Revisiting Project Cheers

Dieter Loibner | Professional BoatBuilder Magazine

Project Cheers tells the story of an unusual, simple, and seaworthy multihull that surprised in the OSTAR 1968.

At this time 55 years ago, 1968 was about to enter the annals of history, including the bloody war in Vietnam and the assassinations of the Rev. Martin Luther King Jr. and Sen. Robert F. Kennedy, but also astounding technological milestones like Apollo 8, the first manned space craft to orbit the moon, and the maiden flight of the first Boeing 747 jumbo jet. Also in that second category was the third running of the Observer Singlehanded Transatlantic Race (OSTAR) ending with a surprise third-place finish of the proa Cheers, a strange-looking multihull that was nimble, light, simple yet seaworthy, and swift in the tradition of Polynesian voyaging canoes.

The project was a genuinely American effort, a bootstrap campaign that broke with traditions and common wisdom and helped define the future role of multihulls in ocean racing, if not for proas, then certainly for catamarans and trimarans, which went on to dominate the genre. (The 56/17m proa Crossbow set a world speed record with 26.3 knots in 1972.)

Project Cheers tells the story of the boat and of renowned multihull designer Dick Newick, living on St. Croix, U.S. Virgin Islands, at the time; Tom Follett, a resourceful and tenacious yacht-delivery skipper; and Jim Morris, a former banker in Denver, Colorado, who helped organize and bankroll this venture starting with a proposed initial budget of $10,000 (approximately $88,000 today).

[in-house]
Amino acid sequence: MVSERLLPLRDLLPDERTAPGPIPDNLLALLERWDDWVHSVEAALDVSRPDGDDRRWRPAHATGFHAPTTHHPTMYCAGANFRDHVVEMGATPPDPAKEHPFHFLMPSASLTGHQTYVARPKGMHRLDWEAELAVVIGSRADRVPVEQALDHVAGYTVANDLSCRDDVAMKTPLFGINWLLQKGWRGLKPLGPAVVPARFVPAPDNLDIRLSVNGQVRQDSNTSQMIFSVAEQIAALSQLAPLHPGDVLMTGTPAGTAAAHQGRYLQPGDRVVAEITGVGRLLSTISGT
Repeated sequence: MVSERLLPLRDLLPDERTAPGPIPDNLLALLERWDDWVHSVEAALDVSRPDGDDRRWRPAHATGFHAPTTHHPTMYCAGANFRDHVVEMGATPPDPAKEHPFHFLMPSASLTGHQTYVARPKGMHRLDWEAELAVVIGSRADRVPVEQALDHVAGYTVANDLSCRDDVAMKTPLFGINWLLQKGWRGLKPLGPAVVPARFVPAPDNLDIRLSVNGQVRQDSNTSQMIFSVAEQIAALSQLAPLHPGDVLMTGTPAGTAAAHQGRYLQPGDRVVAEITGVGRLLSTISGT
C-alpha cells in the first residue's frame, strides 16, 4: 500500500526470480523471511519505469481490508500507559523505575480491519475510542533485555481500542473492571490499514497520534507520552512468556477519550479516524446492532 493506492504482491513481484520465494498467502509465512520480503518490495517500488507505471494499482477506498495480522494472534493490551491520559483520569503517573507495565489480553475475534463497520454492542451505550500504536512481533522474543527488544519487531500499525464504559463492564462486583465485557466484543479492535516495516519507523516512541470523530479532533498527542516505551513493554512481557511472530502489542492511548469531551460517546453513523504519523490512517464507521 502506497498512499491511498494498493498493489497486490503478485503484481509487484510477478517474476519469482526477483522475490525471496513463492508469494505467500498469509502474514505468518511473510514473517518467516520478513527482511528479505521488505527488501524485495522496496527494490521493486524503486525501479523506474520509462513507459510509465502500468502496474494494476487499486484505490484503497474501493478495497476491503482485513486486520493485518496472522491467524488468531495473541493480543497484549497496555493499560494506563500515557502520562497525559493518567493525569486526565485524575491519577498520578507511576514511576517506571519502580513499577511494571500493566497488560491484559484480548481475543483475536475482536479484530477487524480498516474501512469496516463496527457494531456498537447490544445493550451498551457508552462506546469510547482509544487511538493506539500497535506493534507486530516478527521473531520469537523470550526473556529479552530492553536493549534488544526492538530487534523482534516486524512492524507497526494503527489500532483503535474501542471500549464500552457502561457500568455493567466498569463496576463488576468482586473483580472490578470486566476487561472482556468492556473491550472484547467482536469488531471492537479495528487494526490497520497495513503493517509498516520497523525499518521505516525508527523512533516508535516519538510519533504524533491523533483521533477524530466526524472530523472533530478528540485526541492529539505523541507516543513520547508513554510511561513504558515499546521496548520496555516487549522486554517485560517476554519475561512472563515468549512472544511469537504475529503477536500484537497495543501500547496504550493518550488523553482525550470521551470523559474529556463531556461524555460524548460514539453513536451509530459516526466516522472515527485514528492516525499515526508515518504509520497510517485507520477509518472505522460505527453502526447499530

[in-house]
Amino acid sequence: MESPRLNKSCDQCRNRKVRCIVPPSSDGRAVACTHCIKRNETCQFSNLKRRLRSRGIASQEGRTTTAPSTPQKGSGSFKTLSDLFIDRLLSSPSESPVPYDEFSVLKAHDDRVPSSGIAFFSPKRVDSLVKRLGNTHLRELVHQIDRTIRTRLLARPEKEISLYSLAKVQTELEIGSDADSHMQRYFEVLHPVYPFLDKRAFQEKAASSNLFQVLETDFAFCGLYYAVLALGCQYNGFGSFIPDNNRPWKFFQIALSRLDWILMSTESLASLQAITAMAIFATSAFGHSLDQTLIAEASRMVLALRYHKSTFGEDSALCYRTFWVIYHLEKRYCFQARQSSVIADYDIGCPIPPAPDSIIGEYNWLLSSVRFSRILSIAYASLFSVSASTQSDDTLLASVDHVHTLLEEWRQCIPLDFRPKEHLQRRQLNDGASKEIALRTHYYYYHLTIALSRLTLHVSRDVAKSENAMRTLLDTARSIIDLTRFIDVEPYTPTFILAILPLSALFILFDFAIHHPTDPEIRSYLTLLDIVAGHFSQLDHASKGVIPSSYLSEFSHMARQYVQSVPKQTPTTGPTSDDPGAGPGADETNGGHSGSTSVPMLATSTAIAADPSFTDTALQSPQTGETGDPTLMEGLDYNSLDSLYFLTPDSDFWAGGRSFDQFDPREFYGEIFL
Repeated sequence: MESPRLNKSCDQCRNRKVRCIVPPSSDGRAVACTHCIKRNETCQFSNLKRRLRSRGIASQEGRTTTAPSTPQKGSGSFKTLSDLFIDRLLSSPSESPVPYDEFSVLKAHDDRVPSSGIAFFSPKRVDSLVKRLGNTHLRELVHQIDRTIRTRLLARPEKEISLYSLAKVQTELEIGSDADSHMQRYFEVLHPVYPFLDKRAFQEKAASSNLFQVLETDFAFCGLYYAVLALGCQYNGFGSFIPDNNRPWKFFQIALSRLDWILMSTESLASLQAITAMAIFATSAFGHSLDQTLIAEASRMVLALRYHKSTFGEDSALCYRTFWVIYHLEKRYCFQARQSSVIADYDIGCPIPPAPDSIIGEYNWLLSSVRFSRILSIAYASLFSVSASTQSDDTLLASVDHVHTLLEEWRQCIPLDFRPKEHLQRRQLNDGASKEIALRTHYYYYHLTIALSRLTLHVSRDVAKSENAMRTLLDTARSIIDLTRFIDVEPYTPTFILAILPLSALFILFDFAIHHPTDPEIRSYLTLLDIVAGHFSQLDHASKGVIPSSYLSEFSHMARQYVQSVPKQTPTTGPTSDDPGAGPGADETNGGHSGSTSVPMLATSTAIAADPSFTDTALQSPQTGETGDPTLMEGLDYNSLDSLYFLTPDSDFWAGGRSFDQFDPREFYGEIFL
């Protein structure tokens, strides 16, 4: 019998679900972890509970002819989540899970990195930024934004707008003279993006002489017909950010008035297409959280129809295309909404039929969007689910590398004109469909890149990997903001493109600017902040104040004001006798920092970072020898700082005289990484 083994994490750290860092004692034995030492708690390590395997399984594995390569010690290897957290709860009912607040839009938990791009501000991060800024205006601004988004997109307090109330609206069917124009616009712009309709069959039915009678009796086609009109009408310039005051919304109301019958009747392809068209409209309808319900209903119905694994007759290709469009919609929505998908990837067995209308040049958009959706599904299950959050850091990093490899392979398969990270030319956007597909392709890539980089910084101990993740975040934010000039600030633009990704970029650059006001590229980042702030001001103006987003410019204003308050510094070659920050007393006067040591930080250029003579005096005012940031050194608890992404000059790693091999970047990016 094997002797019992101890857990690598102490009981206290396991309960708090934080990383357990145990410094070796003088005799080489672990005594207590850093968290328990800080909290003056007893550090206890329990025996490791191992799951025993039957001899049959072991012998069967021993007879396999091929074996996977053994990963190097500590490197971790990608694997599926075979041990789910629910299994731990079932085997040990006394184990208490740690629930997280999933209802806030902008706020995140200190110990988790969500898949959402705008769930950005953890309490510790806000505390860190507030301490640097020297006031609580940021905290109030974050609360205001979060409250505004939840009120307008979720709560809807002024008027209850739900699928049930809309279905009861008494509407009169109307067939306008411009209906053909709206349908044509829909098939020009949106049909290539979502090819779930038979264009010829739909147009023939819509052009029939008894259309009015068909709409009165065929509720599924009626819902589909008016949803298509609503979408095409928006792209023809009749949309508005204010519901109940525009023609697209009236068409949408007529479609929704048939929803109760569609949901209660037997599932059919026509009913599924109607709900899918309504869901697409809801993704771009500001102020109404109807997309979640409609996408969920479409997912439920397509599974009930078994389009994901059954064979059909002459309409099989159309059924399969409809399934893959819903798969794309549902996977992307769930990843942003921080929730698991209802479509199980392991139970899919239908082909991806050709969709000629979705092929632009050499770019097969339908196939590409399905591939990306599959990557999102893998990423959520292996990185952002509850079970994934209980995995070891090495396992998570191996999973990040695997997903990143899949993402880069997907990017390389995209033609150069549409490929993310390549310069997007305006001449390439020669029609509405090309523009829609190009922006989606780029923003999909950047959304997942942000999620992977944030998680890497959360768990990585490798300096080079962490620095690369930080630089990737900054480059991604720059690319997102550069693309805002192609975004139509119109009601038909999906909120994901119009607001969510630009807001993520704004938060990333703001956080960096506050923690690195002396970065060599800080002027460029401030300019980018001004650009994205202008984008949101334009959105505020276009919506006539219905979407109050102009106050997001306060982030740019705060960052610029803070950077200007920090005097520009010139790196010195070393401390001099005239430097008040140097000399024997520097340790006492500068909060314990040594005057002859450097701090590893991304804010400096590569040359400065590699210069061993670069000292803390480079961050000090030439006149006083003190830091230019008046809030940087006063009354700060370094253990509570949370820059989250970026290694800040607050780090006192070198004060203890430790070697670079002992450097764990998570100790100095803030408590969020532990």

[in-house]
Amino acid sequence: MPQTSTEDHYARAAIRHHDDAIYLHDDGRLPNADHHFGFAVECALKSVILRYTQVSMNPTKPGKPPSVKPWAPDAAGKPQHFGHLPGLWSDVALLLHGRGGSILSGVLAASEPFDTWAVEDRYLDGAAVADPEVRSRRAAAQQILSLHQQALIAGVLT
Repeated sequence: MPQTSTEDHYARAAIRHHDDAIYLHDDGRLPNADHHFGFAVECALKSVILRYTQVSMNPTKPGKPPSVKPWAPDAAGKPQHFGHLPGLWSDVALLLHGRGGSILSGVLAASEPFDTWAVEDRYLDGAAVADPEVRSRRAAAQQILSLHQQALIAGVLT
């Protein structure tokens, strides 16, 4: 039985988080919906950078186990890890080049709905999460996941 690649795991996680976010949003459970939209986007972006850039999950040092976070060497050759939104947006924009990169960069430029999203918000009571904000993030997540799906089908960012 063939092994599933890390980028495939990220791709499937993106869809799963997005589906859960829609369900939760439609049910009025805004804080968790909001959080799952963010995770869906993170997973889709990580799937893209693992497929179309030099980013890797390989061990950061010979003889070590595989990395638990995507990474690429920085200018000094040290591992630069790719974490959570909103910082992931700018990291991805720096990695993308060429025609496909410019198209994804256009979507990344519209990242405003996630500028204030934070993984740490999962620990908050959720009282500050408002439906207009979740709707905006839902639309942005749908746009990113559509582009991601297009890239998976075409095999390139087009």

Sail and deck plan show the craft’s simplicity

Newick once explained his fondness for craft that are inspired by the history and culture of Pacific islands: “People always ask me where the ideas came from. I don’t know. I think in a previous life I was a Polynesian canoe builder.” He conceived Cheers as an Atlantic proa with narrow, low-volume asymmetrical hulls, both 40 (12.2 m) long, with the windward ama containing spartan accommodations for the skipper and his gear. In that sense, Cheers differed from Pacific proas, which feature a smaller ama to windward. The boat, displacing less than 3,000 lbs (1.3 t), was built by a gifted craftsman in St. Croix named Wallford Galloway in wood/epoxy from three layers of diagonally laid up mahogany veneer with 12mm (0.47) mahogany plywood bulkheads and crossbeams (akas) made of laminated Sitka spruce.